outside, providing them with access to water whether it’s a cooler
full of water bottles or something like a water fountain nearby, and to stop any
strenuous activity if necessary. Kids can get pretty hot while they’re
running around and having fun anyways but in the case of direct sunlight
making sure that they take regular rest breaks and also making sure
that they have access to a shaded area as well, whether it’s you know a
naturally provided one under the trees, if you’re carrying an umbrella
or having an indoor space that you guys can take some relief in. And staff should
also ensure that sunscreen is applied regularly. Every department will have its
own waivers and consents when it comes to applying sunscreen, whether program
staff can do it or if participants are required to do it themselves but either
way just keeping that up regularly and more so if swimming is involved because
even waterproof sunscreen needs to be replaced regularly throughout the day,
and again all working to prevent sunburn. Bug bites and rashes. That’s one
of the biggest downsides to being outdoors and so if your kids are in a
camp or they’re taking part in an activity to the outside, especially in
the spring and summer months (probably more so at the summer) it can lead to
them being that much more exposed to bugs that bite. And while they can be
more annoying than anything else, in some cases they’re cause for allergic reactions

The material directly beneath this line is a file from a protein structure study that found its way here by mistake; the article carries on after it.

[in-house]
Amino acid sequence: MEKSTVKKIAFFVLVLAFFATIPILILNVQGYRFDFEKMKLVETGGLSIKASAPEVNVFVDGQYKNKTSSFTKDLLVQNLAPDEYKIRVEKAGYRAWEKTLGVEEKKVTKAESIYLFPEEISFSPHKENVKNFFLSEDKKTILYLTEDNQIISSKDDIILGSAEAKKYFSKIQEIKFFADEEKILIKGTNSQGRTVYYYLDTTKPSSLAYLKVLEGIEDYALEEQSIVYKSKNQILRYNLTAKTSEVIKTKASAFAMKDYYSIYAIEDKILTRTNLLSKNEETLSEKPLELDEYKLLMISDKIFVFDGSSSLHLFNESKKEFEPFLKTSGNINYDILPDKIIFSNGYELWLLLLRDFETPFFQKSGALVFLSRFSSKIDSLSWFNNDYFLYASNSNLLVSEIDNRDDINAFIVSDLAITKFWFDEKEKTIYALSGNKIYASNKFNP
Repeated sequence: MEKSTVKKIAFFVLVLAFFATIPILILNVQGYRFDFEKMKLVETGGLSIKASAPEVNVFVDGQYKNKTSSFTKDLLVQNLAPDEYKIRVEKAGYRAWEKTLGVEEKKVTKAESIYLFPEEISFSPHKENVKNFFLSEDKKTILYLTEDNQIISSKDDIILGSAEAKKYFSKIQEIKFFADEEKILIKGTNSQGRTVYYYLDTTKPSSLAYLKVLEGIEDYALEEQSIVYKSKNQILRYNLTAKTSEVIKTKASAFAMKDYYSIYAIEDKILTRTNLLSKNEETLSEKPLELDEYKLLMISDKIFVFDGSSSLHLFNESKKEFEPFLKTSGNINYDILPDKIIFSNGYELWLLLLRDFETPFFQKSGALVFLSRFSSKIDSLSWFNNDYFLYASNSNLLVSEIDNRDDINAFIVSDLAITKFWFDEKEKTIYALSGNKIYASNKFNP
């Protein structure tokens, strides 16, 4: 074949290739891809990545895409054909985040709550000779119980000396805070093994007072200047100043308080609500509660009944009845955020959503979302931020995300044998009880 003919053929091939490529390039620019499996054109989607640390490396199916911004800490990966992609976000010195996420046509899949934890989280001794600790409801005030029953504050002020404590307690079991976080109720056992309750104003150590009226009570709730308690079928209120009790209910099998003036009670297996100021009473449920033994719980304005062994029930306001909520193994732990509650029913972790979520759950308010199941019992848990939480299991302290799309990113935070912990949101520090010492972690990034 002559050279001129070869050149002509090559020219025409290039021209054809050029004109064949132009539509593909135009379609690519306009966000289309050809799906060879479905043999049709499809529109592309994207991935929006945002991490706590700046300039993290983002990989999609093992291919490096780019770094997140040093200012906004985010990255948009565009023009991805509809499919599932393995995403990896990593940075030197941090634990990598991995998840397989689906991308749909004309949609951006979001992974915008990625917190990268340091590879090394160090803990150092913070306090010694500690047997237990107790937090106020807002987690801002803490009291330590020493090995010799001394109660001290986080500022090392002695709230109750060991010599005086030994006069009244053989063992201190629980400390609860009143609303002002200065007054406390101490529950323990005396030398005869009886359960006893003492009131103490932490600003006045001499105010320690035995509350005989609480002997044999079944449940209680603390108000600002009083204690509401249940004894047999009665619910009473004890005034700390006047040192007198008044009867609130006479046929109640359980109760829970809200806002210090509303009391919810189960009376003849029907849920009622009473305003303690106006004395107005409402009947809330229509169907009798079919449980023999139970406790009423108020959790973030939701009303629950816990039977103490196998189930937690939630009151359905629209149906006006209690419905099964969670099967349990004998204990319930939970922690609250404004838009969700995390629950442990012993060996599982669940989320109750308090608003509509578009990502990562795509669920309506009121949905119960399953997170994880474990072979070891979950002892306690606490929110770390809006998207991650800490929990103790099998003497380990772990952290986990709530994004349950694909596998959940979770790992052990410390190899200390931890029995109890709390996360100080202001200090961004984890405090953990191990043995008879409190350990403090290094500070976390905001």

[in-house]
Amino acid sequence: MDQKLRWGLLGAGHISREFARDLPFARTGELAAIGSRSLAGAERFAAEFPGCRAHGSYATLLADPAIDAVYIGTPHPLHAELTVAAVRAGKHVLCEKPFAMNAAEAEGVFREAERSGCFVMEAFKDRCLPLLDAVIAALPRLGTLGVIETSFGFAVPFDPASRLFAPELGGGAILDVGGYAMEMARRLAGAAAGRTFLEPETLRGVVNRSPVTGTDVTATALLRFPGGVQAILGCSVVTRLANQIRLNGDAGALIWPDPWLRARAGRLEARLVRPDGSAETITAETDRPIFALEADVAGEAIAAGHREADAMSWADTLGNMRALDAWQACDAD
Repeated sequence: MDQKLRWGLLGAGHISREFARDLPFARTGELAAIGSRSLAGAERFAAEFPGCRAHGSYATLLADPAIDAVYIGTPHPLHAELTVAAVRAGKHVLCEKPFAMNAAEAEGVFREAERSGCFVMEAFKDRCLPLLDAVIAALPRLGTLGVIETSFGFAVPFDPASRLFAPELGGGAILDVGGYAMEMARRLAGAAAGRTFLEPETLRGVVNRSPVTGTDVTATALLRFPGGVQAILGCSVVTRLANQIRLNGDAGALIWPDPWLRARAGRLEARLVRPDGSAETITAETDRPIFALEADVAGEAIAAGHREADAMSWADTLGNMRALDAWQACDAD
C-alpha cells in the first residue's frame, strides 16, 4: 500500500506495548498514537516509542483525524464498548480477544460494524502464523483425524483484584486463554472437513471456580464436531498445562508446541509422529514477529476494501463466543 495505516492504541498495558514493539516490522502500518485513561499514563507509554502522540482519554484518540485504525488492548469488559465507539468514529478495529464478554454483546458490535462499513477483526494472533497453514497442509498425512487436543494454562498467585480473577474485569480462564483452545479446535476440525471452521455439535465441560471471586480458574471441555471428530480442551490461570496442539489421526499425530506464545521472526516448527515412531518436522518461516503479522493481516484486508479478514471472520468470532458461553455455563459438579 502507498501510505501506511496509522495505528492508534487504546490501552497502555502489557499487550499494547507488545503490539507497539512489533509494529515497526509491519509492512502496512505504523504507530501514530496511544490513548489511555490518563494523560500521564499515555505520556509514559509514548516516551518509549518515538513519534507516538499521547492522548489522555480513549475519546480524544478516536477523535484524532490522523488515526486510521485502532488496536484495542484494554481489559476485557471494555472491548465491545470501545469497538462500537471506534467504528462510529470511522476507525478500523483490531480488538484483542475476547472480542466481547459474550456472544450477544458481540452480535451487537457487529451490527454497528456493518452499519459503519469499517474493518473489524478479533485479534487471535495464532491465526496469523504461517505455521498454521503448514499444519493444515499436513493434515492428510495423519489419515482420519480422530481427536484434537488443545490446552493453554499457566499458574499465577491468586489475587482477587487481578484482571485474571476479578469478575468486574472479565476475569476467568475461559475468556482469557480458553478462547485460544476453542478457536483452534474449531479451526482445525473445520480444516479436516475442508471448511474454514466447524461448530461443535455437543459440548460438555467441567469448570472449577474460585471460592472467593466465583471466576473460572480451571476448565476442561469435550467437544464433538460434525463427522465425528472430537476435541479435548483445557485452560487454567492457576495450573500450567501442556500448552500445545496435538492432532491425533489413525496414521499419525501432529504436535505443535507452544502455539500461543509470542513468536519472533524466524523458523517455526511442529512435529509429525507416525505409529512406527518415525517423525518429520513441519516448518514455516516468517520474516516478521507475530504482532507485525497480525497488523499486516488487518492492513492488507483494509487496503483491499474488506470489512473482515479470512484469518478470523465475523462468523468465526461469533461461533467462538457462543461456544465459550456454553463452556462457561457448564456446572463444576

and staff should be really well equipped with not just bug spray as a preventive
measure, but any medication or equipment to assist those participants who might
have an allergic reaction, whether they are aware of an allergy ahead of time or
that becomes the moment that they discover it. And so again going back to
the idea idea of maintaining EpiPens on hand and also everybody knowing how to
use one when they have to use it as well. And of course, illness. This can strike at
any time. This is possibly the most unpredictable emergency in recreation
and many camps or programs have procedures in place to prevent kids who
have had recent illnesses from attending a program or a camp where they can
potentially transmit germs and infections to others, and as a parent, if
you know your child has been unwell it might be an idea to help them consider
keeping their kids at home to save others from getting sick as well. But of
course there are occasions where children’s get sick while attending a
camp or program, in the middle of an activity, and it can be a challenge to
predict when those are going to happen or even prevent it from happening at all. Kids spend a lot of time very close together especially on overnight camp – they’re sharing cabins and bunks and they’re enjoying all of their activities
together, so it’s really important to have processes in place to prevent the
quick spread of things like colds or flu, and ensure that a few participants as
possible get sick. So the camp experience is a positive one where kids get to learn while having fun, create new memories, and experience new things, so
making sure that you’re as well prepared as possible for any potential illness,
emergency, or accident, means that you can focus on ensuring
kids have a positive program experience, which is one that they’ll remember
for years to come. I hope you found our webinar topic useful and that you
have a few ideas to share with your fellow staff so that you can work
together to continue to keep safety top of mind. If you have any questions or
you’d like to learn more about how a packs can support your rec organization
you can visit our website at www.epactnetwork.com or you can reach out to our
sales team by phone or email at your convenience. Thanks for listening and
we’ll see you again soon.

Leave a Reply

Your email address will not be published. Required fields are marked *